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dc.contributor.authorBoulton, Michael J.*
dc.contributor.authorBoulton, Louise*
dc.contributor.authorCamerone, Eleonora*
dc.contributor.authorDown, James*
dc.contributor.authorHughes, Joanna*
dc.contributor.authorKirkbride, Chloe*
dc.contributor.authorKirkham, Rachel*
dc.contributor.authorMacaulay, Peter*
dc.contributor.authorSanders, Jessica*
dc.date.accessioned2017-03-13T13:41:08Z
dc.date.available2017-03-13T13:41:08Z
dc.date.issued2016-10-01
dc.identifier.citationBoulton, M. J., et. al. (2016). Cyberpsychology, Behavior, and Social Networking, 19(10), 609-614. DOI: 10.1089/cyber.2016.0046.en
dc.identifier.doi10.1089/cyber.2016.0046
dc.identifier.urihttp://hdl.handle.net/10034/620431
dc.descriptionFinal publication is available from Mary Ann Liebert, Inc., publishers http://dx.doi.org/10.1089/cyber.2016.0046en
dc.description.abstractChildren are heavy users of the internet and prior studies have shown that many of them lack a good understanding of the risks of doing so and how to avoid them. This study examined if the Cross-Age Teaching Zone (CATZ) intervention could help children acquire important knowledge of online risks and safety. It allowed older students to act as CATZ tutors to design and deliver a lesson to younger schoolmates (tutees), using content material about online risks and safety provided by adults. Students in Year 6 (mean age = 11.5 years) were randomly assigned to act as either CATZ tutors (n= 100) or age-matched controls (n = 46) and students in Year 4 (mean age = 9.5 years) acted as either CATZ tutees (n = 117) or age-matched controls (n = 28) (total N = 291). CATZ tutors but not matched controls scored significantly higher on objective measures of knowledge of both online risks and safety, and CATZ tutees but not matched controls did so for online safety. Effect sizes were moderate or large. CATZ was highly acceptable to participants. The results suggest that CATZ is a viable way to help school students learn about online dangers and how to avoid them.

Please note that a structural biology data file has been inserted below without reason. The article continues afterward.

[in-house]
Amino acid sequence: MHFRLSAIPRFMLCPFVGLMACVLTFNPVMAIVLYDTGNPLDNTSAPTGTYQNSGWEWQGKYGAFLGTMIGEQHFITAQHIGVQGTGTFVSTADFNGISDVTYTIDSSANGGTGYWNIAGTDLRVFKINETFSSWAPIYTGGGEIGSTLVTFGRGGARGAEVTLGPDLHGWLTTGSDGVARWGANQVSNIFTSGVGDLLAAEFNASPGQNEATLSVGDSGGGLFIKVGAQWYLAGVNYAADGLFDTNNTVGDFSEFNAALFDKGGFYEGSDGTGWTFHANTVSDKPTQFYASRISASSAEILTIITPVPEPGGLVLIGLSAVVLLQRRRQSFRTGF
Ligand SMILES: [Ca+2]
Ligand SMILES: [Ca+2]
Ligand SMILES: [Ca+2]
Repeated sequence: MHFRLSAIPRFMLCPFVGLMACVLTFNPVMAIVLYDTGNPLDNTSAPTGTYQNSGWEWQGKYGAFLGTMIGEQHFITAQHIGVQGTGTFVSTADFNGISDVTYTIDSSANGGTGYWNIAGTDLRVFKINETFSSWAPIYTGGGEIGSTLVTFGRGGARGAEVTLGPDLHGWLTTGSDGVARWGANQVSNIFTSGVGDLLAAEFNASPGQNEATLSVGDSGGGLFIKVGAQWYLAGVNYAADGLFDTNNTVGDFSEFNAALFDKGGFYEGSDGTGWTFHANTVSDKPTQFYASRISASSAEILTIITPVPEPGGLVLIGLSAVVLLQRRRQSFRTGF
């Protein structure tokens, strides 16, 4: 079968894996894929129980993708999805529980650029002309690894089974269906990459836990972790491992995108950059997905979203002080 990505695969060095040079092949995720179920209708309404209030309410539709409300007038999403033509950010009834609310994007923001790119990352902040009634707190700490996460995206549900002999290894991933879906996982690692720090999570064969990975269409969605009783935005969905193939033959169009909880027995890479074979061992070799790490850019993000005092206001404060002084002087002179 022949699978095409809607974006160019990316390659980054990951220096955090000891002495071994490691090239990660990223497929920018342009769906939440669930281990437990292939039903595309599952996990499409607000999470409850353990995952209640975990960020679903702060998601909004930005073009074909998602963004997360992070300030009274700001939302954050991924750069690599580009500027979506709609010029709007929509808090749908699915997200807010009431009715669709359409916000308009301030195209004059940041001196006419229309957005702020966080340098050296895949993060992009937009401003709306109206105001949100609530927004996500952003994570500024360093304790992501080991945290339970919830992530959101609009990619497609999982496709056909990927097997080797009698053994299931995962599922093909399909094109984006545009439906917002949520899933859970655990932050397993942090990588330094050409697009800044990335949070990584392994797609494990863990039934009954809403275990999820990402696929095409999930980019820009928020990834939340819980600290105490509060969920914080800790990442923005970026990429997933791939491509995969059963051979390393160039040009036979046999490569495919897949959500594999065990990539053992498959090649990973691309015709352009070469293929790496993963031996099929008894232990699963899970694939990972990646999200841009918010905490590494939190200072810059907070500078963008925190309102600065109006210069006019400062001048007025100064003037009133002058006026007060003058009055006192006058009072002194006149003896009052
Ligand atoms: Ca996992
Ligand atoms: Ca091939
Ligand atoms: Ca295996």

dc.language.isoenen
dc.publisherMary Ann Lieberten
dc.relation.urlhttp://online.liebertpub.com/doi/10.1089/cyber.2016.0046en
dc.rights.urihttp://creativecommons.org/licenses/by-nc-nd/4.0/en
dc.subjectOnline risksen
dc.subjectOnline safetyen
dc.titleEnhancing primary school children’s knowledge of online safety and risks with the CATZ co-operative cross-age teaching intervention: Results from a pilot studyen
dc.typeArticleen
dc.identifier.eissn2152-2723
dc.contributor.departmentUniversity of Chesteren
dc.identifier.journalCyberpsychology, Behavior, and Social Networkingen
dc.internal.reviewer-noteEmailed re version 01/03/17 SMen
dc.date.accepted2016-08-30
or.grant.openaccessYesen
rioxxterms.funderUnfundeden
rioxxterms.identifier.projectUnfundeden
rioxxterms.versionAMen
rioxxterms.licenseref.startdate2016-10-01
refterms.dateFOA2017-10-01T00:00:00Z
html.description.abstractChildren are heavy users of the internet and prior studies have shown that many of them lack a good understanding of the risks of doing so and how to avoid them. This study examined if the Cross-Age Teaching Zone (CATZ) intervention could help children acquire important knowledge of online risks and safety. It allowed older students to act as CATZ tutors to design and deliver a lesson to younger schoolmates (tutees), using content material about online risks and safety provided by adults. Students in Year 6 (mean age = 11.5 years) were randomly assigned to act as either CATZ tutors (n= 100) or age-matched controls (n = 46) and students in Year 4 (mean age = 9.5 years) acted as either CATZ tutees (n = 117) or age-matched controls (n = 28) (total N = 291). CATZ tutors but not matched controls scored significantly higher on objective measures of knowledge of both online risks and safety, and CATZ tutees but not matched controls did so for online safety. Effect sizes were moderate or large. CATZ was highly acceptable to participants. The results suggest that CATZ is a viable way to help school students learn about online dangers and how to avoid them.


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